Lao Mein

P(doom) = 50%, 3 years to AGI.


I give full permission for anyone to post part or all of any of my comments/posts to other platforms, with attribution.

Currently upskilling for future work on technical AI alignment research. Want to do part time work translating AI developments in China for a Western audiance in the meantime. Would really appreciate funding on either.

Will analyze papers and do bioinformatics research for money. DM me if interested.

Wiki Contributions


Can you give examples of what you're looking for? Can I email you entries and expect a response?

Lao Mein130

I can confirm that my PayPal has received the $500, although it'll be frozen for a while.

Thanks! I had a lot of fun doing the research for this and I'm working on an update that'll be out in a few days. 

I think a lot of it comes down to training data context - " Leilan" is only present in certain videogame scrapes, " petertodd" is only found in Bitcoin spam, ect. So when you try to use it in a conversational context, the model starts spitting out weird stuff because it doesn't have enough information to understand what those tokens actually mean. I think GPT-2's guess for " petertodd" is something like "part of a name/email, if you see it, expect more mentions of Bitcoin". And not anything more, since that token doesn't occur much anywhere else. Thus, if you bring it up in a context where Bitcoin spam is very unlikely to occur, like a conversation with an AI assistant, it kinda just acts like a masked token, and you get the glitch token behavior.

Lao Mein130

I was thinking of areas along the gum-tooth interface having a local environment that normally promote tooth demineralization and cavities.  After Lumina, that area could have high chronic acetaldehyde levels. In addition, the adaption of oral flora to the chronic presence of alcohol could increase first-pass metabolism, which increases acetaldehyde levels locally and globally during/after drinking.

I don't know how much Lumina changes the general oral environment, but I think you might be able to test this by seeing how much sugar you can put in your mouth before someone else can smell the fruity scent of acetaldehyde on your breath? I'm sure someone else can come up with a better experiment.

The Alcohol Flushing Response: An Unrecognized Risk Factor for Esophageal Cancer from Alcohol Consumption - PMC (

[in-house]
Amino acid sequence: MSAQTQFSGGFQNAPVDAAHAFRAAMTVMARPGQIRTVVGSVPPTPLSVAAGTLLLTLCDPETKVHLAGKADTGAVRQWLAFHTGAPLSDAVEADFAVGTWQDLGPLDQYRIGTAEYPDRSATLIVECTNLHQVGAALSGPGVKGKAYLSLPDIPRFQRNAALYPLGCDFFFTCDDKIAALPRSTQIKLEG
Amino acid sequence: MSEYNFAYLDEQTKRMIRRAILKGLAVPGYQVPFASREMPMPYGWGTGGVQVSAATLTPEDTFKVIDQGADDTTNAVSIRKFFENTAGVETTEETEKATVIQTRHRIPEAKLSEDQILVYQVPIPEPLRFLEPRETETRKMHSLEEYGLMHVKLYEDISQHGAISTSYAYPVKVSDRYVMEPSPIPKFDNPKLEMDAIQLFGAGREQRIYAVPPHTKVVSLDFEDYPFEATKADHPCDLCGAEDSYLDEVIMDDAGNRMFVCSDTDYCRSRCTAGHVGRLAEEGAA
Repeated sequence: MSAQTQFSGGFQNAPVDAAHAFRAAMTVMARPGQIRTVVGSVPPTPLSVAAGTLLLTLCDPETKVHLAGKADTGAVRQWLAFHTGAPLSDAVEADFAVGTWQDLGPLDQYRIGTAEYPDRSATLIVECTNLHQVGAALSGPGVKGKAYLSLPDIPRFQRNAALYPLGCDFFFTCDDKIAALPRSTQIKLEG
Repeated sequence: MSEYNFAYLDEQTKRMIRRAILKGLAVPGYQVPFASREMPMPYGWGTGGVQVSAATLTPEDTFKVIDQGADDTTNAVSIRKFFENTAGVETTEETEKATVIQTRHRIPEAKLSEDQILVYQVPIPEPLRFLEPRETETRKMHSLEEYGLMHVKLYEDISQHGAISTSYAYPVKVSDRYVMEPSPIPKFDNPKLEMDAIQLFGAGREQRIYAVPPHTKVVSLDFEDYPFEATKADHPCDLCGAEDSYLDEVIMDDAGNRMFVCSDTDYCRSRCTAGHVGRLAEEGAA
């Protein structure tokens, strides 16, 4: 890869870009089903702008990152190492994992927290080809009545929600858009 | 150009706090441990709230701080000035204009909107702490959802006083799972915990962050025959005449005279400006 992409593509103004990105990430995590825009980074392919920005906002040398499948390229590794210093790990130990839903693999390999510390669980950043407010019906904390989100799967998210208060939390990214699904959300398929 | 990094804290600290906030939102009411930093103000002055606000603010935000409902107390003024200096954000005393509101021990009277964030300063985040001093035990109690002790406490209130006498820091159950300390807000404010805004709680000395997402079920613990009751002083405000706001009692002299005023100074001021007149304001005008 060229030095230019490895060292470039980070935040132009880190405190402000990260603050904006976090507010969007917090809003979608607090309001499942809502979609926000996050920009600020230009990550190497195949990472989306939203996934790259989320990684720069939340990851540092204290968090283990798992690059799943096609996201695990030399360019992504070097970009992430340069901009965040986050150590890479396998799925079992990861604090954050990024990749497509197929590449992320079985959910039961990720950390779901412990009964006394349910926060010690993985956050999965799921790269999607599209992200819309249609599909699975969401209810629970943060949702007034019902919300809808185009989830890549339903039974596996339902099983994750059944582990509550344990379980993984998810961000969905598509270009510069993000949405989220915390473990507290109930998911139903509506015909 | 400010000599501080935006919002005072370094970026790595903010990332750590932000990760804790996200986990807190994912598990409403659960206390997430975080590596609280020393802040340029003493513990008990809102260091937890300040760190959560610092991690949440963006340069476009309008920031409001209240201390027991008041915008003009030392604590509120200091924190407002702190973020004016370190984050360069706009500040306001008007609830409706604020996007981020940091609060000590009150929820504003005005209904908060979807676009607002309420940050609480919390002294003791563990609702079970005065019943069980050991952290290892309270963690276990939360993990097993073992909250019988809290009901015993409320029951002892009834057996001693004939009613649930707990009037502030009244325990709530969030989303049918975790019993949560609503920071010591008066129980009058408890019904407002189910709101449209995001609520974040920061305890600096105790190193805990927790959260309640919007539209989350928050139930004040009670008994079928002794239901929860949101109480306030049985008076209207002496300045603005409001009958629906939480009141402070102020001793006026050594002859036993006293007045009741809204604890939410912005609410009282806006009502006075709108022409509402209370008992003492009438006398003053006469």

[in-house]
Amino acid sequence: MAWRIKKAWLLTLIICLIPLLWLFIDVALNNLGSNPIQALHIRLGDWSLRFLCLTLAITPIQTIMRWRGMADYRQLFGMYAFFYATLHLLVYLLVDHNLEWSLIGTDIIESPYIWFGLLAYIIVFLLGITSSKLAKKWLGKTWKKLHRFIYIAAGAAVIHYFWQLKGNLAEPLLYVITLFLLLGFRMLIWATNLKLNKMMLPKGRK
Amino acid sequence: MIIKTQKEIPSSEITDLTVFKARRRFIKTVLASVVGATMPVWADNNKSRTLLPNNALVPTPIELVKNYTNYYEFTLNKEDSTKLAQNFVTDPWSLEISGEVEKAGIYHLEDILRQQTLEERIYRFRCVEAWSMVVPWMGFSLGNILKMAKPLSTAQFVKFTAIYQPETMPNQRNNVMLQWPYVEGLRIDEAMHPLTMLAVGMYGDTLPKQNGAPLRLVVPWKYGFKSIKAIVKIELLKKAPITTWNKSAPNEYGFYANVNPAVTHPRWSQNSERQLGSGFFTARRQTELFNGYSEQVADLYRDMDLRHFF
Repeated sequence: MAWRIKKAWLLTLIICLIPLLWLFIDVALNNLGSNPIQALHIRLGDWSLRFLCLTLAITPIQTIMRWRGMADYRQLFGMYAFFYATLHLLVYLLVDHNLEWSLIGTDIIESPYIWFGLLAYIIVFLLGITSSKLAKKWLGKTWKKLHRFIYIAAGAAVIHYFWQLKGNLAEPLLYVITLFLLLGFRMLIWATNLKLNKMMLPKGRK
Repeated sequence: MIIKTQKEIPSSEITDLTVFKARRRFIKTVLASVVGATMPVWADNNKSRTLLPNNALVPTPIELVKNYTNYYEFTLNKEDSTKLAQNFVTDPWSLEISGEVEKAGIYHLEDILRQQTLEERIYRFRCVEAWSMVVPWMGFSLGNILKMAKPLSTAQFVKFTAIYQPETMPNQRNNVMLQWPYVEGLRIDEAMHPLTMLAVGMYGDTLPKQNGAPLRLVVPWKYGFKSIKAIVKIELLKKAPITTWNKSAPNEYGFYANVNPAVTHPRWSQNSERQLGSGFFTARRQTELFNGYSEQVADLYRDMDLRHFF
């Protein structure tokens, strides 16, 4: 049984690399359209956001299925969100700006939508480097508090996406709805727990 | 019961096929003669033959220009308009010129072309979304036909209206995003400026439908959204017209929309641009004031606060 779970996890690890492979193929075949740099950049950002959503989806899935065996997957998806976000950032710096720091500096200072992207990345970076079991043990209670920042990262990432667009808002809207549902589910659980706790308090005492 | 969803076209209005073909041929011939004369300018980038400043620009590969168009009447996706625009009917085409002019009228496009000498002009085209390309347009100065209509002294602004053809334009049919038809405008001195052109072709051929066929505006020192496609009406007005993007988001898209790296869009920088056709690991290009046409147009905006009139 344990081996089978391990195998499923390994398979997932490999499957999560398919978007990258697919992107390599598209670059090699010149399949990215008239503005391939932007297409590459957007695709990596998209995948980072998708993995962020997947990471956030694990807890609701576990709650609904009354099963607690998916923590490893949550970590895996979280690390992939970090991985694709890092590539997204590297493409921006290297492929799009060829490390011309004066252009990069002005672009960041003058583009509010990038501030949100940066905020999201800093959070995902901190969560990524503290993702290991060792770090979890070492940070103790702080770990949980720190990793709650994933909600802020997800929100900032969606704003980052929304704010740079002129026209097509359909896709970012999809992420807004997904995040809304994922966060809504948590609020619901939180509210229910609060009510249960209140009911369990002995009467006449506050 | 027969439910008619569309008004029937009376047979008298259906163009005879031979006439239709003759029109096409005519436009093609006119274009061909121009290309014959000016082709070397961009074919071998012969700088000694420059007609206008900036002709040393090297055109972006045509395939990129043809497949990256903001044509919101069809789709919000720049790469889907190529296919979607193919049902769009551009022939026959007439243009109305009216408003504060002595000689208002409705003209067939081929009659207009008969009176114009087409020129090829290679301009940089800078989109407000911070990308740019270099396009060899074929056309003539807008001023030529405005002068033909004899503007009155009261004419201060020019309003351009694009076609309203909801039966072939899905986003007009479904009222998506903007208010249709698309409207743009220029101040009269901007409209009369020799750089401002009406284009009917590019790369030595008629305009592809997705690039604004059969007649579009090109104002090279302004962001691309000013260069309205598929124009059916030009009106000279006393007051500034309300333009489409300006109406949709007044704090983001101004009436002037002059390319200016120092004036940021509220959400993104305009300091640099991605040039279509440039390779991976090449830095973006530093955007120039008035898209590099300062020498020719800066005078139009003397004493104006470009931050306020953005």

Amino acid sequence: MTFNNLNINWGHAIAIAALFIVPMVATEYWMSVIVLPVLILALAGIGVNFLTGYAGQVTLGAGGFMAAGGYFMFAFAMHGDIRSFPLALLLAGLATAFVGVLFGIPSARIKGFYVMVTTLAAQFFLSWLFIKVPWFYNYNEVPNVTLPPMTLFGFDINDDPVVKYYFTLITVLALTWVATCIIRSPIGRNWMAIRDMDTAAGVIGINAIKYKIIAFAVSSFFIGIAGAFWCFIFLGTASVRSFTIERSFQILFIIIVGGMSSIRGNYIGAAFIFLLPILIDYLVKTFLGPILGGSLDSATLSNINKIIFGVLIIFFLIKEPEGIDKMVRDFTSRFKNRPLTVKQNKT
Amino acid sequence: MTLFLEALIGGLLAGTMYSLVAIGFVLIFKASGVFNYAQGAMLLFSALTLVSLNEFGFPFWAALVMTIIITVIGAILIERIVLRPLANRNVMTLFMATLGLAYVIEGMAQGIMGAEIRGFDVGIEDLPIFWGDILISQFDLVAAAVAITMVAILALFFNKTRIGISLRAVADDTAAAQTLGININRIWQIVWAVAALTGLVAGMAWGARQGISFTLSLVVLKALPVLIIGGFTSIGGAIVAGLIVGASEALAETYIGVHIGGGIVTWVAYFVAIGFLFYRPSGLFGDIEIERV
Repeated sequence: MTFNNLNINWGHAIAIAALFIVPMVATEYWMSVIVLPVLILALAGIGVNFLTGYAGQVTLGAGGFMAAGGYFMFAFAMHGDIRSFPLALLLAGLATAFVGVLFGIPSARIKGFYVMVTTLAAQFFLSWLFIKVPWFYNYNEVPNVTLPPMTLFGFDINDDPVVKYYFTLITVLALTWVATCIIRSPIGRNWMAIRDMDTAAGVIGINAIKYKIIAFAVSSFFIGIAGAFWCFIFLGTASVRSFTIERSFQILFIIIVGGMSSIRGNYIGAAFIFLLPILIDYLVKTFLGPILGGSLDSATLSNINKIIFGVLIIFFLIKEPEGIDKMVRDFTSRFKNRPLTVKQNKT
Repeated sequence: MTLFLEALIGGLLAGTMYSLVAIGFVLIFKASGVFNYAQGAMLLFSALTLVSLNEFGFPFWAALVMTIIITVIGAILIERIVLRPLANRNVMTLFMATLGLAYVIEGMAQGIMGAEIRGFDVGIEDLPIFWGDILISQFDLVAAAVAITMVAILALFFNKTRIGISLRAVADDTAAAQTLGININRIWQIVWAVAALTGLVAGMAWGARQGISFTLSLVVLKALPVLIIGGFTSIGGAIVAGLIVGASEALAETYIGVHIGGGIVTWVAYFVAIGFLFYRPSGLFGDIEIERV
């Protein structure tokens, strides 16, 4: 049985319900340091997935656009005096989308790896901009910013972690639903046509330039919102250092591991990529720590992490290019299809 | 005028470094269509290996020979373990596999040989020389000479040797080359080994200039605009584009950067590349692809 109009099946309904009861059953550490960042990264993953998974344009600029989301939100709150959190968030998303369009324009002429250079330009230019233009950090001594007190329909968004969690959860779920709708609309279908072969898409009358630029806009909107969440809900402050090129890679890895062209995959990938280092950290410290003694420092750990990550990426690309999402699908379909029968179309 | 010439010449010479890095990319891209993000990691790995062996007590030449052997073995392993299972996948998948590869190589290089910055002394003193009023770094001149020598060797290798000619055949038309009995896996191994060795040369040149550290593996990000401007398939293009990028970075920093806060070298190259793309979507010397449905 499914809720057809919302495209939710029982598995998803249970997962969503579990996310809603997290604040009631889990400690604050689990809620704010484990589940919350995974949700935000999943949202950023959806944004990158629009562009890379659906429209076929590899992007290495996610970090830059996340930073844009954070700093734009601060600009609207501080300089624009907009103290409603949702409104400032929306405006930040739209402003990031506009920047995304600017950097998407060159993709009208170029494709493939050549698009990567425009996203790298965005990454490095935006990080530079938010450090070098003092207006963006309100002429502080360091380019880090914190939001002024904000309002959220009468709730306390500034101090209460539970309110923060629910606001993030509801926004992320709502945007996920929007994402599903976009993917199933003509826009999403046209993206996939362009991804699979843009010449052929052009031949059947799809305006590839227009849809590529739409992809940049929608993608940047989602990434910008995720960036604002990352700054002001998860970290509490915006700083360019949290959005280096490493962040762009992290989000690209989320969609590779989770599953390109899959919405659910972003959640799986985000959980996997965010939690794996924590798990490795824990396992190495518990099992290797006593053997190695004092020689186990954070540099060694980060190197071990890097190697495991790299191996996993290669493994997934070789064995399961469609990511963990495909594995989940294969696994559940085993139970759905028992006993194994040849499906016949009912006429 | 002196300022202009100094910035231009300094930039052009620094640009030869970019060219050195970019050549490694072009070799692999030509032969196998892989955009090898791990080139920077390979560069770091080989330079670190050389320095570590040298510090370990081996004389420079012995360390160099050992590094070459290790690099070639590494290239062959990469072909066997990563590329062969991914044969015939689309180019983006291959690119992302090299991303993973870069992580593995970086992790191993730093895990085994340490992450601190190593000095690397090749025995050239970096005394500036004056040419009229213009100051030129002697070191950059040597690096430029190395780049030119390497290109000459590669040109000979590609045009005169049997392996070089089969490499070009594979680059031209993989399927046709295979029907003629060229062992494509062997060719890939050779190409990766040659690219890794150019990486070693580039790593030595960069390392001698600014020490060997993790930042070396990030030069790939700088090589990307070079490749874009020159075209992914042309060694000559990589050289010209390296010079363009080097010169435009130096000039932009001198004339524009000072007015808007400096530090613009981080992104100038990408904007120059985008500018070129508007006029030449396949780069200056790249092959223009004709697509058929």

There are a lot of studies to regarding the assocation between ALDH2 deficiency and oral cancer risk. I think part of the issue is that

  1. AFR people are less likely to become alcoholics, or to drink alcohol at all.
  2. Japanese in particular have a high proportion of ALDH2 polymorphism, leading to subclinical but still biologically significant levels of acetaldehyde increase after drinking among the non-AFR group.
  3. Drinking even small amounts of alcohol when you have AFR is really really bad for cancer risk.
  4. Note that ALDH2 deficiency homozygotes would have the highest levels of post-drinking acetaldehyde but have the lowest levels of oral cancer because almost none of them drink. As in, out of ~100 homozygotes, only 2 were recorded as light drinkers, and none as heavy drinkers. This may be survival bias as the definition of heavy drinking may literally kill them. 
  5. The source for #4 looks like a pretty good meta-study, but some of the tables are off by one for some reason. Might just be on my end.
  6. ADH polymorphism is also pretty common in Asian populations, generally in the direction of increased activity. This results in faster conversion of ethanol to acetaldehyde, but often isn't included in these studies. This isn't really relevant for this discussion though.

As always, biostatistics is hard! If X causes less drinking, drinking contributes to cancer, and X increases drinking's effects on cancer, X may have positive, neutral, or negative overall correlation with cancer. Most studies I've looked at had a pretty string correlation between ALDH2 deficiency and cancer though, especially after you control for alcohol consumption.

It also looks like most researchers in the field think the relationship is causal, with plausible mechanisms.

Will there be other people there? Looks like I'm the only one interested.

Lao Mein243

Some times "If really high cancer risk factor 10x the rate of a certain cancer, then the majority of the population with risk factor would have cancer! That would be absurd and therefore it isn't true" isn't a good heuristic. Some times most people on a continent just get cancer.

It might have conditioned your oral and gut flora to break down ethanol into acetaldehyde faster. I'll have a follow-up piece on hangovers and AFR coming soon, but the short of it is that certain antacids taken before drinking may help by decreasing ethanol first pass metabolism.

Good question - I don't think anyone knows.

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